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Public-Private Partnerships Q and A with Marshall Weakley


Public-private partnerships, also referred to as P3s, involve a relationship between a public entity and a private developer, offering financial resources. These financing structures are most regularly seen in higher education, such as student housing, parking, dining, utilities, student centers, and athletics facilities. Financing a project through a public-private partnership offers many benefits to ownership; most notably, these financing structures move projects to completion much sooner and, in some cases, make them a possibility in the first place.

A public-private partnership is not a project delivery method, but rather a funding mechanism leveraged to fund virtually any project regardless of delivery method: design-build, construction manager at-risk, or other. Hourigan has collaborated on and pursued many P3 projects over the years. Sitting down with Hourigan’s resident P3 expert, Elliott Byers, we share our knowledge and lessons learned from past experiences.

Q: What is a public-private partnership and why should municipalities or universities consider this type of development structure?

A: Public-private partnerships are just that. A partnership between a public entity and private developer, offering financial resources. This financing methodology is unique in its ability to deliver higher than average standards of construction and design practices.  Many times, municipalities and universities face budgetary constraints and are tied to low-cost providers. Lowest bid doesn’t equate to highest quality; as such, these entities aren’t able to receive best-in-class design and construction results. P3s are an ideal way to help expediate a project to the market without going through typical governmental channels of bond procurement procurement and referendums.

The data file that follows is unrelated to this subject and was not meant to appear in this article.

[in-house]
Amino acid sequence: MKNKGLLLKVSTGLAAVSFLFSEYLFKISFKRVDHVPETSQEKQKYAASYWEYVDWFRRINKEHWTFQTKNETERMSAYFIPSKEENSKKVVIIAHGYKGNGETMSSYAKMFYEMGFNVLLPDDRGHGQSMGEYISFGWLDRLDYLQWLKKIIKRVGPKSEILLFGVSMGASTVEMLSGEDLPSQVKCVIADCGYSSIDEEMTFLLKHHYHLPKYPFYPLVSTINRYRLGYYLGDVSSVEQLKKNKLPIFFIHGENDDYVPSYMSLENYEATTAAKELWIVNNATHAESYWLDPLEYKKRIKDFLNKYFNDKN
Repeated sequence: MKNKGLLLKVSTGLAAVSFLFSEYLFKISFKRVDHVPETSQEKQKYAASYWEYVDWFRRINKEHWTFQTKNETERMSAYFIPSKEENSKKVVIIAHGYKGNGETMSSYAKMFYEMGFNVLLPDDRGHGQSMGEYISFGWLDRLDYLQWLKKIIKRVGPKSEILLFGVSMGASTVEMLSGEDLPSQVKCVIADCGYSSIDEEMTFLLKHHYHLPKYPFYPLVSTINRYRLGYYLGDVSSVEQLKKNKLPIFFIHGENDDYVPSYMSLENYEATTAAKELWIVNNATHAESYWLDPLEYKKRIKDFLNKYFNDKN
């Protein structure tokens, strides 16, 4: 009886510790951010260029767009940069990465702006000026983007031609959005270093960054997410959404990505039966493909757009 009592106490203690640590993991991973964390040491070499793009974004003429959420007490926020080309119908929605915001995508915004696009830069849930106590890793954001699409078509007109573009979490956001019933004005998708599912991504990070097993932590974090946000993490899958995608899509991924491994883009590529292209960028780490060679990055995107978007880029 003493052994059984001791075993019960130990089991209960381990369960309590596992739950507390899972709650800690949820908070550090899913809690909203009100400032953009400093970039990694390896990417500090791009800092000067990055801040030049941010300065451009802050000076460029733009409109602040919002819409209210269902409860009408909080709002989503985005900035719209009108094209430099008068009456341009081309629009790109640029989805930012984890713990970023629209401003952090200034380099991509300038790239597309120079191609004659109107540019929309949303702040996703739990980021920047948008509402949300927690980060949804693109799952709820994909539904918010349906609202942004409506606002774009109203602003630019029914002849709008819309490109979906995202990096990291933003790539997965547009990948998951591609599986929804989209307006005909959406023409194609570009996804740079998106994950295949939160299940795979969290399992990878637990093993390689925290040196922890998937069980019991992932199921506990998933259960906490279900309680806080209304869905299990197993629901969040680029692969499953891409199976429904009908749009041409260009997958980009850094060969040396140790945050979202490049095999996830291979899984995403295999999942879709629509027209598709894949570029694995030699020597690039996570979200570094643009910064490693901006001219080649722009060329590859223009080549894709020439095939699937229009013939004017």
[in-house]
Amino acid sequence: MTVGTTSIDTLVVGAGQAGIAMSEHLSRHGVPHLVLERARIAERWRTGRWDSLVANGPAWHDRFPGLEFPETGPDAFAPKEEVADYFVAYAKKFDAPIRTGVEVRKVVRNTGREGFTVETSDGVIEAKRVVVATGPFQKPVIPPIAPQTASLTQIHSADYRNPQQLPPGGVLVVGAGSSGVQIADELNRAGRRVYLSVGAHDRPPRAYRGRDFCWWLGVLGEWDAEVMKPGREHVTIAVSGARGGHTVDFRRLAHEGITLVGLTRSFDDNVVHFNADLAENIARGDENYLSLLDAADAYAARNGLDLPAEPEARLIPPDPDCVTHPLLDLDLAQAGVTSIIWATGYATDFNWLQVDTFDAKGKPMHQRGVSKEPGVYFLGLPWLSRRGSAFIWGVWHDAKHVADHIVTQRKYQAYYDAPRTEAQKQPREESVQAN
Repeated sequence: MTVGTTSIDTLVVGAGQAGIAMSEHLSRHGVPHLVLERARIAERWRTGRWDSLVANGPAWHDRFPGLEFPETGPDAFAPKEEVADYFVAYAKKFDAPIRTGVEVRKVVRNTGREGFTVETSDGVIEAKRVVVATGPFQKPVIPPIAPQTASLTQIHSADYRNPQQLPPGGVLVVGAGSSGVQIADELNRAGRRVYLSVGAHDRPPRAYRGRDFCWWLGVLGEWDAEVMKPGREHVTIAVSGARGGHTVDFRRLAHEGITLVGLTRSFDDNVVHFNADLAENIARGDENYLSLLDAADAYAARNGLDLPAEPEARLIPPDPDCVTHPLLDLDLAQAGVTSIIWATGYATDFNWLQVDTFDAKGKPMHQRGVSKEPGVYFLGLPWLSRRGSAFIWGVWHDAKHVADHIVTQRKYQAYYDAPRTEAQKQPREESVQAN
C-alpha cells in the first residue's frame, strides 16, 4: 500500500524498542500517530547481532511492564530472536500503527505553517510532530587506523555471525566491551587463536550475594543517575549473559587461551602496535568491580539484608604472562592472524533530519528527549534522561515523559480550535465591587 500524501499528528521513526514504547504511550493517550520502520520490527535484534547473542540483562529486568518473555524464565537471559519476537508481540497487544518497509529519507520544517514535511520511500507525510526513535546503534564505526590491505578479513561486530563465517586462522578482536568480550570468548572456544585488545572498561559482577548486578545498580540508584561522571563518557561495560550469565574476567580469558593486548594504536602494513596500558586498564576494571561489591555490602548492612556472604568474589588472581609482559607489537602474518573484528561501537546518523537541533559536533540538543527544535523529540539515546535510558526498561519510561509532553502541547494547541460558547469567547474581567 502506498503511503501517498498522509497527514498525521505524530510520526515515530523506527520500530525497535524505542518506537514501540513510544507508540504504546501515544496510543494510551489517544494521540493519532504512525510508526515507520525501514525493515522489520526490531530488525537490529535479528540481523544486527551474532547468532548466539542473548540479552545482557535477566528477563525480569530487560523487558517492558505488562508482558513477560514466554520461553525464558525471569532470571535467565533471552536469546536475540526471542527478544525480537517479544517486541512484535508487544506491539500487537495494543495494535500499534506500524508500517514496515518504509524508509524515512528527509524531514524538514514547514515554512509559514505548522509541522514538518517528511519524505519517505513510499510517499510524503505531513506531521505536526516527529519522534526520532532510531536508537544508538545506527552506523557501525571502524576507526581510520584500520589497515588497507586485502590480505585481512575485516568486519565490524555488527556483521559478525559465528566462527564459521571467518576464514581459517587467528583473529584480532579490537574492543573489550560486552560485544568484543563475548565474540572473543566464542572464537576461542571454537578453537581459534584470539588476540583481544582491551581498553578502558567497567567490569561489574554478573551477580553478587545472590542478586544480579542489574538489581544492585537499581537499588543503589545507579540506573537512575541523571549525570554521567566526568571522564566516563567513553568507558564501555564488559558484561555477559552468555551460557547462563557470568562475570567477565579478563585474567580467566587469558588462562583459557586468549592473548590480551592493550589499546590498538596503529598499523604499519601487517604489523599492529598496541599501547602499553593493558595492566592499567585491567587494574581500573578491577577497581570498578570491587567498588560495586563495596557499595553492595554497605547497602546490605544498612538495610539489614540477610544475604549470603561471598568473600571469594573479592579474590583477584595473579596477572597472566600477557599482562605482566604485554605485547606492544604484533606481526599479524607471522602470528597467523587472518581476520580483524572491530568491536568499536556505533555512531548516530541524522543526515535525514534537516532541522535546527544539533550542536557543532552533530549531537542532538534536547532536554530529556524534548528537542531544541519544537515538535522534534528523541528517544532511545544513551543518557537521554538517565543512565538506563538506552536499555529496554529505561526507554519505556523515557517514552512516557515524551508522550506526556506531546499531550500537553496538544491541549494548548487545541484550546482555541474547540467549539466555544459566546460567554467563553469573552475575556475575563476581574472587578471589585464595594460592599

Q: How are these deals funded?

A: They are funded by private investments or other equity partnerships. Agencies can borrow money from the state. Bonds through the state come in as a trickle effect, where money from the bank comes in at about 80% now and then the rest later.

Q: What impacts might an owner anticipate related to a potential P3 deal?

A: P3s offer myriad benefits that impact the success of a project:

Q: What are the potential risks of a P3 project?

A: P3s are driven by finance and are more controlled. If an agency can share control of the design and overall process, then a P3 is the way to go.

Q: Are there project types better suited to this structure?

A: Municipalities: Heavy Civil, Roadway, Wastewater, Utility. As well as higher education such as student housing, parking, dining, utilities, student centers, and athletics facilities.

Q: What are some tips to ensure a seamless execution?     

A: A good team is critical to the success of the project. Having a trusted partner at the table is pivotal because you are in the long haul with that group of individuals. It is important that you share the same vision with your team and that you are all on the same page from the beginning.

Q: What’s the community engagement like for projects like this?

A: As government agencies, these projects must have buy-in from the public. Once the project goes public then the community has a say on whether they want to see this job commence. The most popular way the community shows their opinions is by voting for or against it or attending town hall meetings. Having the community backing you is important because they are going to be able to help you get the job.

Q: What partners should be engaged on this type of structure?

A: Financing, legal for the structure, design & engineering, and construction & development

Q: What should you look for in a P3 partner?

A: You should look for a shared strategic vision, the ability to work seamlessly together and having local and trusted partnerships is key. You will be working with these individuals for an extended amount of time and having a team that is collaboratively working together in agreeance will make this process much smoother.

Q: Where should I go to learn more information?

A: We have a Public-Private Partnerships Blog post on our website that goes into more detail on how public-private partnerships work and how they are successful.

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